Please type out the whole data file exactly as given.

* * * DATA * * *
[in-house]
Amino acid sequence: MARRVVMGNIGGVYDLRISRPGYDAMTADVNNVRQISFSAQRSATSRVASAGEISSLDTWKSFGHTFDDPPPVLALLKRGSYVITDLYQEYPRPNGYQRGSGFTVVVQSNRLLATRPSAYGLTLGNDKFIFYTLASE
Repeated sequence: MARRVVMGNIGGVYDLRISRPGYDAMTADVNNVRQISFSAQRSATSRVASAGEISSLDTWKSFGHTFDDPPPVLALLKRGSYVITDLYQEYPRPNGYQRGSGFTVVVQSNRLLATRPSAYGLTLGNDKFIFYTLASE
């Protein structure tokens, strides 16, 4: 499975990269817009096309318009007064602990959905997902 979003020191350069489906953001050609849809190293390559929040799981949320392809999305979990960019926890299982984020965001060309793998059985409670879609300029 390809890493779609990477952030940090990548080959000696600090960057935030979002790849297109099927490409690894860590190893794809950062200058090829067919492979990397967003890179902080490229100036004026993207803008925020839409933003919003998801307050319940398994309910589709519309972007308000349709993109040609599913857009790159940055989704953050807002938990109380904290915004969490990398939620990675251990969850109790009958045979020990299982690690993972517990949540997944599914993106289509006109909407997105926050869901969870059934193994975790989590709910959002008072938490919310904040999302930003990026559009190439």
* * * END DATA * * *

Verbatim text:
[in-house]
Amino acid sequence: MARRVVMGNIGGVYDLRISRPGYDAMTADVNNVRQISFSAQRSATSRVASAGEISSLDTWKSFGHTFDDPPPVLALLKRGSYVITDLYQEYPRPNGYQRGSGFTVVVQSNRLLATRPSAYGLTLGNDKFIFYTLASE
Repeated sequence: MARRVVMGNIGGVYDLRISRPGYDAMTADVNNVRQISFSAQRSATSRVASAGEISSLDTWKSFGHTFDDPPPVLALLKRGSYVITDLYQEYPRPNGYQRGSGFTVVVQSNRLLATRPSAYGLTLGNDKFIFYTLASE
């Protein structure tokens, strides 16, 4: 499975990269817009096309318009007064602990959905997902 979003020191350069489906953001050609849809190293390559929040799981949320392809999305979990960019926890299982984020965001060309793998059985409670879609300029 390809890493779609990477952030940090990548080959000696600090960057935030979002790849297109099927490409690894860590190893794809950062200058090829067919492979990397967003890179902080490229100036004026993207803008925020839409933003919003998801307050319940398994309910589709519309972007308000349709993109040609599913857009790159940055989704953050807002938990109380904290915004969490990398939620990675251990969850109790009958045979020990299982690690993972517990949540997944599914993106289509006109909407997105926050869901969870059934193994975790989590709910959002008072938490919310904040999302930003990026559009190439």